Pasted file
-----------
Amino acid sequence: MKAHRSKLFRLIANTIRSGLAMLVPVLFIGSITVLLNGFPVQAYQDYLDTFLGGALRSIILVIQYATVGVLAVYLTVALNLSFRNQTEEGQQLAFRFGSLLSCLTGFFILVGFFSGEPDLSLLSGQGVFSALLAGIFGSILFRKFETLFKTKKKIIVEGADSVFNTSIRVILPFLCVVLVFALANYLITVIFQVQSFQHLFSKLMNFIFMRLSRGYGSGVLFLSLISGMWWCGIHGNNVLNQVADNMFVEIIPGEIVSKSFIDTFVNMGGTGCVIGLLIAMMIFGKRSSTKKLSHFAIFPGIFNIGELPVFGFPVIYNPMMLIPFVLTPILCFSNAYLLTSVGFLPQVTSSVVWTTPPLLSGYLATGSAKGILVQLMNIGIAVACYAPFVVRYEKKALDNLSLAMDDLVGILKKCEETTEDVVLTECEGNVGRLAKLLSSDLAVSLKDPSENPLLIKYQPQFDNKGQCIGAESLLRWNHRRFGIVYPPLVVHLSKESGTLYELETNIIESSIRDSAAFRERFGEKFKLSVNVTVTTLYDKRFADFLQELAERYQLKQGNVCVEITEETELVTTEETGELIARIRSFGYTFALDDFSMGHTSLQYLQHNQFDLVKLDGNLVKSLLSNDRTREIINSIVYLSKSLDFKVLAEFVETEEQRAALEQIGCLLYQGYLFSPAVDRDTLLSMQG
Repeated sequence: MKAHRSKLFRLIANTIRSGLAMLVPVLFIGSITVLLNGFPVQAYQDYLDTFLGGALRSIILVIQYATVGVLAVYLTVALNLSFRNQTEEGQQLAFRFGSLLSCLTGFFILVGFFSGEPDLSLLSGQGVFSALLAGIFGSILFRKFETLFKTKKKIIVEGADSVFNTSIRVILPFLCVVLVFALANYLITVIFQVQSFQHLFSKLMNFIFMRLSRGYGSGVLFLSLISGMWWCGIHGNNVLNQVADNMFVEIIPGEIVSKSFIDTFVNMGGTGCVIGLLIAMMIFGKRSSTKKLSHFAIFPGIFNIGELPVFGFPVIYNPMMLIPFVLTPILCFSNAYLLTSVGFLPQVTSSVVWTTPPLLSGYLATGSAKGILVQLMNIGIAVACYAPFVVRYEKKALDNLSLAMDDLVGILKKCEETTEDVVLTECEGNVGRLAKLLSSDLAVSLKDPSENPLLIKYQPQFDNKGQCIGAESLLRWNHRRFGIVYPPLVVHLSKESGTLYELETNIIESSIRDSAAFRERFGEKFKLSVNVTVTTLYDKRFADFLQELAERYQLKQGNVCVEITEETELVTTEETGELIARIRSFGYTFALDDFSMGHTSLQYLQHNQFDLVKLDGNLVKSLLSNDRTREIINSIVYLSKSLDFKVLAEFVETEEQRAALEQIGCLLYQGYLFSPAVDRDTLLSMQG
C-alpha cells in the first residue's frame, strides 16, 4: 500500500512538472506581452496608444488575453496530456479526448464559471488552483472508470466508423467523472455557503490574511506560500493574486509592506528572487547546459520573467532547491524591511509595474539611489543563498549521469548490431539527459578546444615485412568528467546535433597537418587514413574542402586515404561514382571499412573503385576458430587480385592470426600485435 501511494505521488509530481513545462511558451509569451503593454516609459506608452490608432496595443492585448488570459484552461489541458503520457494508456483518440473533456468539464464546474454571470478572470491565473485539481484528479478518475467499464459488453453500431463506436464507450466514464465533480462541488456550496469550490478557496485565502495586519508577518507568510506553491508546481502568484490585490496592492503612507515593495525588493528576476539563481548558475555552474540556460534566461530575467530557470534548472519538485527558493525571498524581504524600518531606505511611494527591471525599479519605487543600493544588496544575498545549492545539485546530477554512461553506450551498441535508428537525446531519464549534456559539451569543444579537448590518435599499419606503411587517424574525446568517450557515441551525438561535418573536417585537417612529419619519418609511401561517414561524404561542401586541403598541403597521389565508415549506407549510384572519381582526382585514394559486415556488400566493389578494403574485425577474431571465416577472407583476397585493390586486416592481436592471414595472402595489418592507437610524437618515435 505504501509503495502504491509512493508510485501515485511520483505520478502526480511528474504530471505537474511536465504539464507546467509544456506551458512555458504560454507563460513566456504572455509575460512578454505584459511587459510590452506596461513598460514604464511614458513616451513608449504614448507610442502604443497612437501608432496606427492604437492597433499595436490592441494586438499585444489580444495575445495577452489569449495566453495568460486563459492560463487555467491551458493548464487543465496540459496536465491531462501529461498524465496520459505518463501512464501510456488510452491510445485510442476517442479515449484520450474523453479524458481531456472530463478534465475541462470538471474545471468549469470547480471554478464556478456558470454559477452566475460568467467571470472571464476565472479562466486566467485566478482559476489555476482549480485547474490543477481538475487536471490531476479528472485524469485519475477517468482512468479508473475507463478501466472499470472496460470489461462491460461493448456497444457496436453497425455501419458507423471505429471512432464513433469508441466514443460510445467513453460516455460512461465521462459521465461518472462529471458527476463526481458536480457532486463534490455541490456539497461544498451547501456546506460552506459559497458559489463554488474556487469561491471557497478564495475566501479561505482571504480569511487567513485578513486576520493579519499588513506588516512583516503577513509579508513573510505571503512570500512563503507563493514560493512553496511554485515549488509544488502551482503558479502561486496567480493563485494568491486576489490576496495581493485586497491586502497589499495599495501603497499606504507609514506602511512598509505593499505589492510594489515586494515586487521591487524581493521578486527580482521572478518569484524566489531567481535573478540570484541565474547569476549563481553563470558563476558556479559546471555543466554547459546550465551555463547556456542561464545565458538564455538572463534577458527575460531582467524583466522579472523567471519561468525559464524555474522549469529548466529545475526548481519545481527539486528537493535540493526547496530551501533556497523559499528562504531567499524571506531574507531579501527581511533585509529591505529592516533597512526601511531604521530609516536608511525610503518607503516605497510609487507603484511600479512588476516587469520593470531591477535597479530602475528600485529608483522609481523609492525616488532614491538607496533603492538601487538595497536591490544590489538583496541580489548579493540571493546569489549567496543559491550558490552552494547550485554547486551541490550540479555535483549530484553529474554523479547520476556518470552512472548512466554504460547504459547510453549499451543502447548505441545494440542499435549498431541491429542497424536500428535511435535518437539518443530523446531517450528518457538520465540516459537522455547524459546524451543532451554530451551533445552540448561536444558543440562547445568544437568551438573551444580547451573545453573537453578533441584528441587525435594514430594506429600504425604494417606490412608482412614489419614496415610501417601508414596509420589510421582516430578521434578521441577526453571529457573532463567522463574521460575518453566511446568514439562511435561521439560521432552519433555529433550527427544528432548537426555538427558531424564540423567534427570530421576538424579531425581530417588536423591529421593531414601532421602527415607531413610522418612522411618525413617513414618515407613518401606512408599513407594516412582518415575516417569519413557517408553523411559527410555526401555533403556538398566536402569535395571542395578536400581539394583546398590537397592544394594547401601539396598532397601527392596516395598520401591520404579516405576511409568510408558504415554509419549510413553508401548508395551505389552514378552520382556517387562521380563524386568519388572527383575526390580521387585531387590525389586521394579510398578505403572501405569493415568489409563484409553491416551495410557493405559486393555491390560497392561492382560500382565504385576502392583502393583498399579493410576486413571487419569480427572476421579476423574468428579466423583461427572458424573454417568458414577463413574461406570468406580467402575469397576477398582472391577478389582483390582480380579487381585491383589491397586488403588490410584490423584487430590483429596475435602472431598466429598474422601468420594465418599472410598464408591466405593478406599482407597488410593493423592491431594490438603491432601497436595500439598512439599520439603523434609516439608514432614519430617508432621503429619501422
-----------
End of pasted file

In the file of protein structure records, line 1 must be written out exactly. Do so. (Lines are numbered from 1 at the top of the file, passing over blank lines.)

Amino acid sequence: MKAHRSKLFRLIANTIRSGLAMLVPVLFIGSITVLLNGFPVQAYQDYLDTFLGGALRSIILVIQYATVGVLAVYLTVALNLSFRNQTEEGQQLAFRFGSLLSCLTGFFILVGFFSGEPDLSLLSGQGVFSALLAGIFGSILFRKFETLFKTKKKIIVEGADSVFNTSIRVILPFLCVVLVFALANYLITVIFQVQSFQHLFSKLMNFIFMRLSRGYGSGVLFLSLISGMWWCGIHGNNVLNQVADNMFVEIIPGEIVSKSFIDTFVNMGGTGCVIGLLIAMMIFGKRSSTKKLSHFAIFPGIFNIGELPVFGFPVIYNPMMLIPFVLTPILCFSNAYLLTSVGFLPQVTSSVVWTTPPLLSGYLATGSAKGILVQLMNIGIAVACYAPFVVRYEKKALDNLSLAMDDLVGILKKCEETTEDVVLTECEGNVGRLAKLLSSDLAVSLKDPSENPLLIKYQPQFDNKGQCIGAESLLRWNHRRFGIVYPPLVVHLSKESGTLYELETNIIESSIRDSAAFRERFGEKFKLSVNVTVTTLYDKRFADFLQELAERYQLKQGNVCVEITEETELVTTEETGELIARIRSFGYTFALDDFSMGHTSLQYLQHNQFDLVKLDGNLVKSLLSNDRTREIINSIVYLSKSLDFKVLAEFVETEEQRAALEQIGCLLYQGYLFSPAVDRDTLLSMQG